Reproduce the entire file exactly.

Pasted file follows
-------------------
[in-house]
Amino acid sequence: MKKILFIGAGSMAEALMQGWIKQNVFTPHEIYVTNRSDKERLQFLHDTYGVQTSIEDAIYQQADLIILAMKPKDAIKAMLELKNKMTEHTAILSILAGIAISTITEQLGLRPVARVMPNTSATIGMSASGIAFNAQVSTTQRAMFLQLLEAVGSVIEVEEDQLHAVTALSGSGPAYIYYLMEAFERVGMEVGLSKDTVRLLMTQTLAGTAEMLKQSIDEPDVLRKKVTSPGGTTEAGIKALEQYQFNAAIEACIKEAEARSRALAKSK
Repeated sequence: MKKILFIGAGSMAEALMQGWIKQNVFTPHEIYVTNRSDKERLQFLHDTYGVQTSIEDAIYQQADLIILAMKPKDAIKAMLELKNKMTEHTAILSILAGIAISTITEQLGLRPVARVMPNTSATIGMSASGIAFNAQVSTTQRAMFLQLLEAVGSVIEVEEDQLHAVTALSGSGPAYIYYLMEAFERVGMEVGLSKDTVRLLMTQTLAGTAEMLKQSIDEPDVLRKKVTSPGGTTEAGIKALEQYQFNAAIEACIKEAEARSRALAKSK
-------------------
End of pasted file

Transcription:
[in-house]
Amino acid sequence: MKKILFIGAGSMAEALMQGWIKQNVFTPHEIYVTNRSDKERLQFLHDTYGVQTSIEDAIYQQADLIILAMKPKDAIKAMLELKNKMTEHTAILSILAGIAISTITEQLGLRPVARVMPNTSATIGMSASGIAFNAQVSTTQRAMFLQLLEAVGSVIEVEEDQLHAVTALSGSGPAYIYYLMEAFERVGMEVGLSKDTVRLLMTQTLAGTAEMLKQSIDEPDVLRKKVTSPGGTTEAGIKALEQYQFNAAIEACIKEAEARSRALAKSK
Repeated sequence: MKKILFIGAGSMAEALMQGWIKQNVFTPHEIYVTNRSDKERLQFLHDTYGVQTSIEDAIYQQADLIILAMKPKDAIKAMLELKNKMTEHTAILSILAGIAISTITEQLGLRPVARVMPNTSATIGMSASGIAFNAQVSTTQRAMFLQLLEAVGSVIEVEEDQLHAVTALSGSGPAYIYYLMEAFERVGMEVGLSKDTVRLLMTQTLAGTAEMLKQSIDEPDVLRKKVTSPGGTTEAGIKALEQYQFNAAIEACIKEAEARSRALAKSK